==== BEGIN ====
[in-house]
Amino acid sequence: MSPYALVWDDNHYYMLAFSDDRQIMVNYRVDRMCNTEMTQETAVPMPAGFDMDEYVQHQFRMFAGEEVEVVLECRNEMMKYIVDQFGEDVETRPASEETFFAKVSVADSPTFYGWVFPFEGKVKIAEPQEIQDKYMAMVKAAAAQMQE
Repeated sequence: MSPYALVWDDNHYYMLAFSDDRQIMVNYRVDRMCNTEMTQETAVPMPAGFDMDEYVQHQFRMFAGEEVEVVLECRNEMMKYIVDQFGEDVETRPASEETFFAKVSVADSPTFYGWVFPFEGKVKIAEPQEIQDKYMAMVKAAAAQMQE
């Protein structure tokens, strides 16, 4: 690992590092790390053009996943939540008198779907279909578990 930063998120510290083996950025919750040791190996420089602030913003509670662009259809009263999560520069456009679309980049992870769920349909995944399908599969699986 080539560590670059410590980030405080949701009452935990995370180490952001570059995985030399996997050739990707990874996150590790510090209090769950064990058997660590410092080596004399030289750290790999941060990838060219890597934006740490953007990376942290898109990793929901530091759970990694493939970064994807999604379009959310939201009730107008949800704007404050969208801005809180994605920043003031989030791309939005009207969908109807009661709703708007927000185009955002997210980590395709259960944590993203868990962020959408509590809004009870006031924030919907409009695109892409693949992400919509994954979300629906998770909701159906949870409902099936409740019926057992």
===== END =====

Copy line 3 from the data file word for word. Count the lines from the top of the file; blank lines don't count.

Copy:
Repeated sequence: MSPYALVWDDNHYYMLAFSDDRQIMVNYRVDRMCNTEMTQETAVPMPAGFDMDEYVQHQFRMFAGEEVEVVLECRNEMMKYIVDQFGEDVETRPASEETFFAKVSVADSPTFYGWVFPFEGKVKIAEPQEIQDKYMAMVKAAAAQMQE